Republican Corey Grenfell has entered the race for the District 1 seat on the Polk County Commission.
The lifelong Polk resident announced his candidacy in a Wednesday press release touting his conservative credentials — he’s a supporter of lower taxes, small businesses and President Donald Trump, and he’s no fan of incumbent Republican Commissioner George Lindsey, whom he castigated as a rubber stamp for unfettered growth and development.
“It’s simple. Incumbent politician George Lindsey is a big developer who has used his position as a Polk County Commissioner to enrich himself and his business partners at the expense of every day residents trying to survive, get to work and put food on their tables. Yes, I’m young but I’m old enough to know when I’m being swindled and George has been swindling our community for quite some time,” said Grenfell, a 2018 graduate of McKeel Academy Of Technology.
“Time and time again, career politicians like Lindsey have used their positions to enrich themselves and have hurt our community as a result. Even when George recuses himself, he still works to convince his buddies on the commission to approve the projects his company builds — although that’s not illegal, it’s just plain wrong. It’s time to send career politician and greedy developer George Lindsey back to the drawing board and off the board of county commissioners.”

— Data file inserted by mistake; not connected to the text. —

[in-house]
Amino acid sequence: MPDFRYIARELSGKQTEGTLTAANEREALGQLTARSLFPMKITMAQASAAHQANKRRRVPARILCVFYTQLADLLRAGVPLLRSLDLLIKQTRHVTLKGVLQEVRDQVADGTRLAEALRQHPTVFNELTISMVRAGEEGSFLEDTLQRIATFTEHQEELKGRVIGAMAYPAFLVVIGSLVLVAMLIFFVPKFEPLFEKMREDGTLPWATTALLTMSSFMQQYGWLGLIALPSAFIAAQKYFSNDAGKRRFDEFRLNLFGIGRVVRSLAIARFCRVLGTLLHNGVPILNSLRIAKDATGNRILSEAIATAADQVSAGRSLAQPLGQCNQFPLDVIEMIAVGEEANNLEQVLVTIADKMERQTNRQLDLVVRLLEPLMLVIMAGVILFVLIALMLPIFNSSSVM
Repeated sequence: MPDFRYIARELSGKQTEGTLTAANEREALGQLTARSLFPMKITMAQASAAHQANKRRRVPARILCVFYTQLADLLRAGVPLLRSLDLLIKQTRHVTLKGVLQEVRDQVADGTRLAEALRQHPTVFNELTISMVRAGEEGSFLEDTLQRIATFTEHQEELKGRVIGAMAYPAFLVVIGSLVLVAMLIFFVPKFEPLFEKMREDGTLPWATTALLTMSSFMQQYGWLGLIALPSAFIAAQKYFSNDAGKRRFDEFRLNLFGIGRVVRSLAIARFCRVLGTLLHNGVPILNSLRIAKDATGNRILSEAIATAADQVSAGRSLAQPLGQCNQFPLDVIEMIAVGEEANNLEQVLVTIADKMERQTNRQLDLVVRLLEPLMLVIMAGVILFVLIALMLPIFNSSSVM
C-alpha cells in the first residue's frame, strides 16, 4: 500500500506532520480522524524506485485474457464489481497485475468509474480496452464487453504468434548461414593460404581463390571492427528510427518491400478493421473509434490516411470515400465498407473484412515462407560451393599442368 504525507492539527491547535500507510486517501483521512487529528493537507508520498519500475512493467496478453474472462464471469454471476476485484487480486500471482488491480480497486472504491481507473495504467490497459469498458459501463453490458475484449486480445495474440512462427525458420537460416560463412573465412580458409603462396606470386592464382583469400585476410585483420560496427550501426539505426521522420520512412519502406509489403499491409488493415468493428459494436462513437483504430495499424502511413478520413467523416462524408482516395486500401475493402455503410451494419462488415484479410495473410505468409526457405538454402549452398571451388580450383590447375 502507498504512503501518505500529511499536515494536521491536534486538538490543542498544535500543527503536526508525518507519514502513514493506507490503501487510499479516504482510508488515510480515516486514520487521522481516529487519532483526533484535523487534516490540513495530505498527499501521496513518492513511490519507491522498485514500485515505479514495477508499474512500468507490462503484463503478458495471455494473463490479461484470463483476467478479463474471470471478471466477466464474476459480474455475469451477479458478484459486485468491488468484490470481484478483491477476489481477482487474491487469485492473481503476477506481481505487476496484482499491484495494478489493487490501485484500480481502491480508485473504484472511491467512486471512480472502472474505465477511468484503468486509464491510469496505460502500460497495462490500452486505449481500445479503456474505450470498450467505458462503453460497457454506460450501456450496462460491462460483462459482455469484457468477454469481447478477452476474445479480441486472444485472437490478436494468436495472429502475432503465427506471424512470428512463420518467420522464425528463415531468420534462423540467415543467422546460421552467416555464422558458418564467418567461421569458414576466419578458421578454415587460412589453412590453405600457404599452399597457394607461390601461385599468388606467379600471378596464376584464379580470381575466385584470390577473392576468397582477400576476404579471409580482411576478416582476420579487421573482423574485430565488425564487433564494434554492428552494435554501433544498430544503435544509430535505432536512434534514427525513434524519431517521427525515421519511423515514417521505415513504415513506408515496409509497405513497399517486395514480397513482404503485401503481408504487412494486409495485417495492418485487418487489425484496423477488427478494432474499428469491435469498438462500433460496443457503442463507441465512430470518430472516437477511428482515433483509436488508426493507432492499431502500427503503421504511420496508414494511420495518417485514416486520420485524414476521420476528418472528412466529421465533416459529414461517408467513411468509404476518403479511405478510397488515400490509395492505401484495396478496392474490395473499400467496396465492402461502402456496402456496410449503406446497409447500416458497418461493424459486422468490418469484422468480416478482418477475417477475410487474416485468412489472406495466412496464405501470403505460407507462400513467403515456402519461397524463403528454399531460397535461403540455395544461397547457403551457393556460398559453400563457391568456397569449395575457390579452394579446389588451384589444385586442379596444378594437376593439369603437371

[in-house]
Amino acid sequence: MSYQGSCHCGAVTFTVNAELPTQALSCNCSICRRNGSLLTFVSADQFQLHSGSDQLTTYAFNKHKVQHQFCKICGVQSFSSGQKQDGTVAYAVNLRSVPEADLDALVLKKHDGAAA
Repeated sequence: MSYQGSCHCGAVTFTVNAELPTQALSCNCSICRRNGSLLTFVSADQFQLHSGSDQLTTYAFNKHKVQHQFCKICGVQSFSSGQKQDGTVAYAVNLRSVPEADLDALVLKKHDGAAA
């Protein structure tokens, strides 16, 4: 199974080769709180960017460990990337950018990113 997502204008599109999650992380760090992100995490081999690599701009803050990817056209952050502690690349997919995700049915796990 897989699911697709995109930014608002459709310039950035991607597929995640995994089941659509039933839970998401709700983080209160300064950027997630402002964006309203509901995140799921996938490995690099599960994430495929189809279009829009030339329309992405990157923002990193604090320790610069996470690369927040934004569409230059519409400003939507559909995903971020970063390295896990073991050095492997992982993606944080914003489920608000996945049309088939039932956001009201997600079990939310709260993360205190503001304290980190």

The release further noted: “Grenfell, not a developer, thinks it’s time we had someone who had nothing to gain financially representing the interests of Polk’s residents.”
Grenfell is currently Lindsay’s only challenger, and he enters the race on even footing as far as fundraising, as Lindsay has yet to report any contributions since submitting his paperwork to run for reelection.
Lindsey was elected to the County Commission in 2012, easily defeating Richard J Castret in the general election. He was reelected to the post in 2016 without opposition.
The District 1 Commission seat covers the western portion of central Polk County, including much of Lakeland.
Polk County Commissioners serve four-year terms. Lindsey and Grenfell will compete for the job on the Aug. 18 primary election ballot. The district’s Republican lean means that even if a Democratic candidate were to emerge, the winner of the primary contest will be the odds-on favorite to win the seat in November.